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Mobile Messaging Stays Strong

Customers find mobile messaging more efficient than voice, and the market will generate $212 billion by 2013, according to ABI Research.

Marin Perez

November 10, 2008

1 Min Read

Mobile messaging will continue to have strong growth despite the slowing economy, according to research released Monday from ABI Research.

The report, titled "Mobile Messaging Services," said global revenue from messaging will grow from $151 billion in 2008 to greater than $212 billion by 2013.

Mobile messaging revenue makes up more than 85% of all handset data service revenue, according to ABI. This trend is expected to remain consistent for many years regardless of region, the study said.

"As messaging involves all the biggest players in the mobile industry, there will be incentives for all mobile messaging suppliers to work cooperatively to serve customers well and propel all parties through these rough economic waters," principal analyst Dan Shey said in a statement.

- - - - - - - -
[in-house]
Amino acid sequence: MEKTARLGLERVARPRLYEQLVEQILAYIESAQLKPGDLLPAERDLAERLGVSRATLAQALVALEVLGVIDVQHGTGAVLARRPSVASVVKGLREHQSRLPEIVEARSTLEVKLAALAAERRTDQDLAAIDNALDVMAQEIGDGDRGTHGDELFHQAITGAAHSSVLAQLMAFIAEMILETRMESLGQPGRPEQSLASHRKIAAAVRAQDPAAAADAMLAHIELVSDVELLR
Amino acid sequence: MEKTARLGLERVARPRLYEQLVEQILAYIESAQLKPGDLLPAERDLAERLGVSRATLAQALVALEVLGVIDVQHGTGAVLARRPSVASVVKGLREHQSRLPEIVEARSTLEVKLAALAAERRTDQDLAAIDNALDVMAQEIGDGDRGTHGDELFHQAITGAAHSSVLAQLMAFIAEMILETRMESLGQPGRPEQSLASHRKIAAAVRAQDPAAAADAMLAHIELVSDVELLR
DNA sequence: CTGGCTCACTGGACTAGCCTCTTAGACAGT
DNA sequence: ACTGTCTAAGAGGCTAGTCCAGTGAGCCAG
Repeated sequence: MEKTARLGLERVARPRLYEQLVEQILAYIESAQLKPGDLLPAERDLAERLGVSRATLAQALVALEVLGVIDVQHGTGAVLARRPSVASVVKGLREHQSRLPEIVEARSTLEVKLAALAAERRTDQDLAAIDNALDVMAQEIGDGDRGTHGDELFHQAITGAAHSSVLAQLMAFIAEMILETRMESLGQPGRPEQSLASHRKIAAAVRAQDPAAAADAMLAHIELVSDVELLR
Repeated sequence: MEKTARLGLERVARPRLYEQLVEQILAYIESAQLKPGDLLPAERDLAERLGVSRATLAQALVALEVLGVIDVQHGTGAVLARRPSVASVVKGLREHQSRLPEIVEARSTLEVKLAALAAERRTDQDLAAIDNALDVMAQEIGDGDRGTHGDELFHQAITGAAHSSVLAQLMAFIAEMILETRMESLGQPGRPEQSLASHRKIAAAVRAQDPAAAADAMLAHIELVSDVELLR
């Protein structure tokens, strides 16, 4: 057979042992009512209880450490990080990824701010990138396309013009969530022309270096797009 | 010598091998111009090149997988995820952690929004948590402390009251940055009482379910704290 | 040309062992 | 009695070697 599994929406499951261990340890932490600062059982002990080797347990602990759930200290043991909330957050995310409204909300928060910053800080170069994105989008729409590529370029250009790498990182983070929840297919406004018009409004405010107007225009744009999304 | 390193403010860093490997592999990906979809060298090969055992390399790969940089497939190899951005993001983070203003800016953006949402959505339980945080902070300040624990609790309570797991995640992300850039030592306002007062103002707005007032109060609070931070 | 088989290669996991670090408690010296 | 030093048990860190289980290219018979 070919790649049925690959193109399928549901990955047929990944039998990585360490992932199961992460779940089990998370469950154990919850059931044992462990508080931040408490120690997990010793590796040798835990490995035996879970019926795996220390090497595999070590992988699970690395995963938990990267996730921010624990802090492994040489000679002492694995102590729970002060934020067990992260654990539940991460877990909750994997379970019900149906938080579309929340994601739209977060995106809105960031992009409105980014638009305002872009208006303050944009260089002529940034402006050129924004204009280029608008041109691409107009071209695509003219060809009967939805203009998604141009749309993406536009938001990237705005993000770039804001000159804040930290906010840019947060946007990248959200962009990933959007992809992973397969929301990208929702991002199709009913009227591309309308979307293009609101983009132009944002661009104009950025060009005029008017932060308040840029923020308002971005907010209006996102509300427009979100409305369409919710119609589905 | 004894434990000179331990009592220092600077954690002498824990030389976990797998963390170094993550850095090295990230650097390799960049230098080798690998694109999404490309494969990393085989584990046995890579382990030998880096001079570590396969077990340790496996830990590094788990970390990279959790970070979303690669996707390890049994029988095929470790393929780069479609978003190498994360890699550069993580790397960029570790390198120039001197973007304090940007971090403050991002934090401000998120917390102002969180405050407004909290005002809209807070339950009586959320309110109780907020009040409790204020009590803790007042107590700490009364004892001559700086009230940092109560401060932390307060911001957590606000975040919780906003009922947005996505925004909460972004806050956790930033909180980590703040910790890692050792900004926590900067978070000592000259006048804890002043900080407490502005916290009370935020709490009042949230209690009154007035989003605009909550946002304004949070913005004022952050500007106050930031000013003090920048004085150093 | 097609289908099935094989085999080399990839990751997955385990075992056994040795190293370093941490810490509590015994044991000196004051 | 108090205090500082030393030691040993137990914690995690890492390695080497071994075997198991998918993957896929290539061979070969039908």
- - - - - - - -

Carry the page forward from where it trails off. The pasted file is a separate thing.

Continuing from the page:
One of the biggest draws to mobile messaging is that it is increasingly being seen as a more efficient and convenient way to communicate than voice services. For the study, messaging includes text, multimedia messages, voice mail, instant messaging, and e-mail. While instant messaging and e-mail are becoming more prevalent on cell phones, SMS is still expected to be the biggest earner, accounting for nearly 83% of all revenue by 2013.

"The utility of mobile services will keep them a necessity in tough economic times, particularly since displaced workers need to be mobile to find work," said Shey.

Businesses of all sizes are beginning to see the benefits of letting their workers have access to e-mail on the go. InformationWeek recently took a look at five leading mobile messaging platforms and analyzed the pros and cons of each. The report can be downloaded here (registration required).

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